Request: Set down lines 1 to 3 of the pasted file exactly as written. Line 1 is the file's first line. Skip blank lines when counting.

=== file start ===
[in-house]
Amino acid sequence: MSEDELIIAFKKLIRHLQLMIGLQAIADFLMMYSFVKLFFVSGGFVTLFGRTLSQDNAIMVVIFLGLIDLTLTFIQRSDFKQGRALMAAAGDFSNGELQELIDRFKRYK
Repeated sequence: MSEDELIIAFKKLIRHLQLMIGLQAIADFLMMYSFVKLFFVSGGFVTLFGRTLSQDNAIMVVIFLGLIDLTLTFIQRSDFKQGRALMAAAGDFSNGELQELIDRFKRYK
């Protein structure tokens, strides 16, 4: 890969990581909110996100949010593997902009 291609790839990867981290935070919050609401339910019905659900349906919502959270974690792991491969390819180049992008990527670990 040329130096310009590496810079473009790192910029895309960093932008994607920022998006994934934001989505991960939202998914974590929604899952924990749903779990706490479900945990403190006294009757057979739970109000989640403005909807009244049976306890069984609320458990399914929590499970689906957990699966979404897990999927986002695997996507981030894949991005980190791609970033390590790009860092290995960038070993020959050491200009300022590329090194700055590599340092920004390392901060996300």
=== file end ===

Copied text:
[in-house]
Amino acid sequence: MSEDELIIAFKKLIRHLQLMIGLQAIADFLMMYSFVKLFFVSGGFVTLFGRTLSQDNAIMVVIFLGLIDLTLTFIQRSDFKQGRALMAAAGDFSNGELQELIDRFKRYK
Repeated sequence: MSEDELIIAFKKLIRHLQLMIGLQAIADFLMMYSFVKLFFVSGGFVTLFGRTLSQDNAIMVVIFLGLIDLTLTFIQRSDFKQGRALMAAAGDFSNGELQELIDRFKRYK